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Breast Cancer


Types of Breast Cancer
 

Ductal carcinoma is the most common form of breast cancer. Tumors form in the cells of the milk ducts, which convey milk to the nipples. Ductal carcinoma can either be invasive, with the potential to spread, or non-invasive.

Lobular carcinoma occurs in the lobules, which are the milk-producing glands. Lobular carcinoma can be invasive, with a tendency to spread, or non-invasive.

Inflammatory breast cancer (IBC) is a rare, aggressive form of breast cancer that affects the dermal lymphatic system. Rather than forming a lump, IBC tumors grow in flat sheets that cannot be felt in a breast exam.

Recurrent breast cancer means that the cancer has returned after being undetected for a time. Recurrent cancer can occur in the remaining breast tissue, and also at other sites such as the lungs, liver, bones or brain. Even though these tumors are in a new location, they are still called breast cancer.

Symptoms of breast cancer may vary from woman to woman. Women should be familiar with their breasts so that they know what feels and looks normal for them. Changes should be promptly reported to a health care provider. Many cancers are found by regular mammography after age 40 – before any symptoms are felt.

Symptoms include:

  • Lump or mass in your breast
  • Enlarged lymph nodes in the armpit
  • Changes in breast size, shape, skin texture or color
  • Skin redness
  • Dimpling or puckering
  • Nipple changes or discharge
  • Scaliness
  • Nipple pulling to one side or a change in direction

Many breast changes – including lumps – are not cancer, but if you notice one or more of these symptoms for more than two weeks, see your doctor.

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Teaching

At the moment there are no courses of Breast Cancer

Clinical trials
Ensayo de fase III aleatorizado de Palbociclib en combinación con terapia Anti-Her2 más tratamiento endocrino adyuvante estándar frente a tratamiento Anti-Her2 más tratamiento endocrino adyuvante estándar para pacientes con cáncer de mama metastásico con receptores hormonales positivos (RH+) y HER2-positivo
Estudio de fase II de pembrolizumab y eribulina en pacientes con cáncer de mama metastásico receptor hormonal positivo/HER2 negativo previamente tratados con antraciclinas y taxanos
Ensayo de fase 1a/2a, abierto y multicéntrico, para investigar la seguridad, tolerabilidad y actividad antitumoral de dosis repetidas de Sym015, una mezcla de anticuerpos monoclonales dirigida frente al receptor MET, en pacientes con tumores malignos sólidos en fase avanzada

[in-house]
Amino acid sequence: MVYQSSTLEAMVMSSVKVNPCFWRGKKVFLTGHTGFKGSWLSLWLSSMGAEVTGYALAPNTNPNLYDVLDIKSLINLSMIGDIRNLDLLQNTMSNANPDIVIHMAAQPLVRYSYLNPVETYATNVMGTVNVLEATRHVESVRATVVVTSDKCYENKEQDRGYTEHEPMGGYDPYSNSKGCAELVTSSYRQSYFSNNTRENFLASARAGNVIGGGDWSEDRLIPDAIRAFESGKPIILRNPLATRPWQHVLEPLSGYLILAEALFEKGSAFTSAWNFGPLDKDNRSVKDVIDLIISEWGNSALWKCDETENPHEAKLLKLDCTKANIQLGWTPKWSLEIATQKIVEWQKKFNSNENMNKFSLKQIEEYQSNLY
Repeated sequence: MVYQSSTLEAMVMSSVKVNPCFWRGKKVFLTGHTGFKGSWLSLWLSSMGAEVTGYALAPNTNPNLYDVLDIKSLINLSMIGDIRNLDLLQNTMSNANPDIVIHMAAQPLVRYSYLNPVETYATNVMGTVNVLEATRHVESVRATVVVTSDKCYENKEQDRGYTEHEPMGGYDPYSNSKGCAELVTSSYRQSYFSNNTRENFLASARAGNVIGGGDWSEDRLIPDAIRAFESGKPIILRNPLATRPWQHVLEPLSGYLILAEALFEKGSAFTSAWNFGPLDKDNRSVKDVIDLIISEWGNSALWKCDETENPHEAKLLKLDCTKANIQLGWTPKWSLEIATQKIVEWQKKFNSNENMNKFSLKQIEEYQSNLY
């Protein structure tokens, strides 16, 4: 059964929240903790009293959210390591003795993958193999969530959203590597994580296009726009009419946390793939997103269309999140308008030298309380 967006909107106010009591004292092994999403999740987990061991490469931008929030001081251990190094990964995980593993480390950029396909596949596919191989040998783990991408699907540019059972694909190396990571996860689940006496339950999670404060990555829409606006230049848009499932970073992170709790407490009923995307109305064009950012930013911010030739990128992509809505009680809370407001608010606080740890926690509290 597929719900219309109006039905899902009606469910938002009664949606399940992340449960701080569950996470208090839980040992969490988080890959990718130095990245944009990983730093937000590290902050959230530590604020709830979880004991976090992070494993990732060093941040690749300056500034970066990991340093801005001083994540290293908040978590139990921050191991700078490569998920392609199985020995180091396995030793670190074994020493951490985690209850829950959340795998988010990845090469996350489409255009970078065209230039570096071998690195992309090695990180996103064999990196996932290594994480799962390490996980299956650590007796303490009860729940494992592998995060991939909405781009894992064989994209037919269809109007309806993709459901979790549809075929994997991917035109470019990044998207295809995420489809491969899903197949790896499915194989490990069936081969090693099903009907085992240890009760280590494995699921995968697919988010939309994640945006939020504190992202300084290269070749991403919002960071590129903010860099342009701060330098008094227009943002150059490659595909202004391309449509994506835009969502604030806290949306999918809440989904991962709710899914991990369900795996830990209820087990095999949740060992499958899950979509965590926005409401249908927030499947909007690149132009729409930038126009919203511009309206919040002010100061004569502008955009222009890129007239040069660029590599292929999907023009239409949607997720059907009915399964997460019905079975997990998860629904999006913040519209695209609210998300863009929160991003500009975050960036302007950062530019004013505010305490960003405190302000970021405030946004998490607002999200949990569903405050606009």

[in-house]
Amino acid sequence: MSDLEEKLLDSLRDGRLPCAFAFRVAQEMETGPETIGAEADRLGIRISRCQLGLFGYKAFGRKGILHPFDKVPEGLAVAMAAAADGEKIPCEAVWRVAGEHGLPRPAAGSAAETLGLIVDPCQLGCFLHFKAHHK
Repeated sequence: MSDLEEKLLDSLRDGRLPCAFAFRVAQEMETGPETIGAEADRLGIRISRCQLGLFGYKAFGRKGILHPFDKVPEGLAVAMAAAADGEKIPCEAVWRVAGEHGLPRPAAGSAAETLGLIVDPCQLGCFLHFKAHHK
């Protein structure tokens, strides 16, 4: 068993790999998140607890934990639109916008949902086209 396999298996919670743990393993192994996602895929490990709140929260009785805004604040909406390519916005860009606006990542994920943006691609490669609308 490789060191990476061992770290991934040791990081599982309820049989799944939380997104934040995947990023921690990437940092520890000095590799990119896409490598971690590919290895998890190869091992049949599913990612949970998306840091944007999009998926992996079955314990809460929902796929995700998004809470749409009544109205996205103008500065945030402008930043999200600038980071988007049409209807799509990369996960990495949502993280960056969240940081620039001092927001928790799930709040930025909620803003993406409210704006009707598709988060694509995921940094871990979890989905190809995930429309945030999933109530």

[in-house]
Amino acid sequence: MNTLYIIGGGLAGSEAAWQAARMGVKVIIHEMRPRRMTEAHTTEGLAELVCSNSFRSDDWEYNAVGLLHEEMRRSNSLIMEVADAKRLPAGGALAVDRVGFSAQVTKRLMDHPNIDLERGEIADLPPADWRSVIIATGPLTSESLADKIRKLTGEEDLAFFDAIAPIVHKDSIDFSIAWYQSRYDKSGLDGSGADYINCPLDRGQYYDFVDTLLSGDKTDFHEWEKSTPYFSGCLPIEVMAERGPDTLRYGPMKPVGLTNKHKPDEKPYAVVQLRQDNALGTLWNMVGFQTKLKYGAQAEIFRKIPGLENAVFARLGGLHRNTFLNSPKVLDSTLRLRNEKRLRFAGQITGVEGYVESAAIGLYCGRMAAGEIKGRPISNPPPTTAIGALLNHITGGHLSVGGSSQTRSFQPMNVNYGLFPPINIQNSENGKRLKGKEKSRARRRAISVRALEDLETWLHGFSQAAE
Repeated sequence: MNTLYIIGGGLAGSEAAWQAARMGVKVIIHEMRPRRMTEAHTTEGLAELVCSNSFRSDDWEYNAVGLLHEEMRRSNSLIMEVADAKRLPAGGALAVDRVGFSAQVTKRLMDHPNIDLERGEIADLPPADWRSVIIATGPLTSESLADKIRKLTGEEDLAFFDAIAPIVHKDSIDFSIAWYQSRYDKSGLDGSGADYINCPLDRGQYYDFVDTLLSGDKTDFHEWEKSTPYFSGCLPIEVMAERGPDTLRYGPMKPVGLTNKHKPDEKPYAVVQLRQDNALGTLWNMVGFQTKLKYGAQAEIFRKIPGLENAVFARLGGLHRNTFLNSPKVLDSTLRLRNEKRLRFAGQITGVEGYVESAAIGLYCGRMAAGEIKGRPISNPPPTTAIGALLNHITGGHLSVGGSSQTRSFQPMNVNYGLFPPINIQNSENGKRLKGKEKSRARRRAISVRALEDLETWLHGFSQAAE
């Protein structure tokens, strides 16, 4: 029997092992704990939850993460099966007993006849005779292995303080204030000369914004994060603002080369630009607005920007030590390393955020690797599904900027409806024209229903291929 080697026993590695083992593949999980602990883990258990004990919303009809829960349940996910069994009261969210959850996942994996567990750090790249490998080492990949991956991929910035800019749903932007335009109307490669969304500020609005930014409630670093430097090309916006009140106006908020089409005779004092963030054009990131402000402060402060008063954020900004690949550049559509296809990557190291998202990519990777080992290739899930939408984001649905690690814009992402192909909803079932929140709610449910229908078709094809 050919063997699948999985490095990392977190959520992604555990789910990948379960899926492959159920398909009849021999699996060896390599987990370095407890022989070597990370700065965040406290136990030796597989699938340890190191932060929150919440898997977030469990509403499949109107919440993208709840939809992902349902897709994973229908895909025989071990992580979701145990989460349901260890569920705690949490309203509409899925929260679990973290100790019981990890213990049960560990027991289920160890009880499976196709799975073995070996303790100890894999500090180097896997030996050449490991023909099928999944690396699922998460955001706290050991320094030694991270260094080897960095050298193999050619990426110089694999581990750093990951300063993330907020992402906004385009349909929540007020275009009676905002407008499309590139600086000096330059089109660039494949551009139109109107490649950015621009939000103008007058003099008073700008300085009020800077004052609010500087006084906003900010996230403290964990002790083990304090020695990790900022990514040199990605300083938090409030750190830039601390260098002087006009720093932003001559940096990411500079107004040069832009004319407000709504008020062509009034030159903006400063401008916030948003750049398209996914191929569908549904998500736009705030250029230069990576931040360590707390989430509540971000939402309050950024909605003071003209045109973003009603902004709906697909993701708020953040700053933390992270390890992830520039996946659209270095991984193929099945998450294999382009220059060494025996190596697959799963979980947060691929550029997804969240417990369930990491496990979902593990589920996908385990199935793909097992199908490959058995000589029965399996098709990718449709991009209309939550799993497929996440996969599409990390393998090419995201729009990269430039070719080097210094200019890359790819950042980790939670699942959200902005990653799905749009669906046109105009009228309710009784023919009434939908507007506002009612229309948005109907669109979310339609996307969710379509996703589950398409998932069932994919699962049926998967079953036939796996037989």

Ensayo Clínico Fase II para analizar la Respuesta a Olaparib de pacientes con Metilación del Promotor de BRCA1 y/o 2 diagnosticadas de Cáncer de Mama Avanzado (Estudio COMETA-Breast)
Estudio de Fase II abierto para evaluar la eficacia y la seguridad del tratamiento con SAR566658 en pacientes con Cáncer de Mama metastásico Triple Negativo y CA6 positivo.
Ensayo de fase III aleatorizado de palbociclib con tratamiento endocrino adyuvante estándar frente a monoterapia con tratamiento endocrino adyuvante estándar en cáncer de mama primario con receptores hormonales positivos (RH+) y HER2-negativo.
Estudio de Fase 3, aleatorizado de margetuximab más quimioterapia frente a trastuzumab más quimioterapia en pacientes con cáncer de mama metastásico HER2+ que han recibido dos tratamientos anti-HER2 previos y que precisan tratamiento sistémico.
Ensayo fase III, multicéntrico, aleatorizado, doble ciego, de grupos paralelos, controlado con placebo, para evaluar la eficacia y la seguridad de olaparib frente a placebo como tratamiento adyuvante de pacientes con cáncer de mama HER2 negativo de alto riesgo y mutaciones germinales de BRCA1/2, que han finalizado el tratamiento local y la quimioterapia neoadyuvante o adyuvante
ESTUDIO ABIERTO EN FASE I CON GDC-0927 EN MUJERES POSMENOPÁUSICAS CON CÁNCER DE MAMA LOCALMENTE AVANZADO O METASTÁSICO Y RECEPTORES ESTROGÉNICOS POSITIVOS
Estudio pivotal aleatorizado y multicéntrico de CDX-011 (CR011-vcMMAE) en pacientes con cáncer de mama triple negativo metastásico con sobreexpresión de GPNMB
PRIMER ESTUDIO EN EL SER HUMANO DE LA ADMINISTRACIÓN REPETIDA DE REGN2810, UN ANTICUERPO MONOCLONAL, TOTALMENTE HUMANO FRENTE A LA PROTEÍNA DE MUERTE CELULAR PROGRAMADA 1 (PD-1), EN MONOTERAPIA Y EN COMBINACIÓN CON OTROS TRATAMIENTOS ANTINEOPLÁSICOS, EN PACIENTES CON TUMORES MALIGNOS AVANZADOS
Estudio Fase Ib/II ramdomizado de BI836845 en combinación con Exemestano y Everolimus versus Exemestano y Everolimus, en mujeres con cáncer de mama metastático.
Estudio fase IIIB, prospectivo, randomizado, abierto que evalúa la eficacia y seguridad de Heparina/Edoxaban versus Dalteparina en tromboembolismo venoso asociado con cáncer.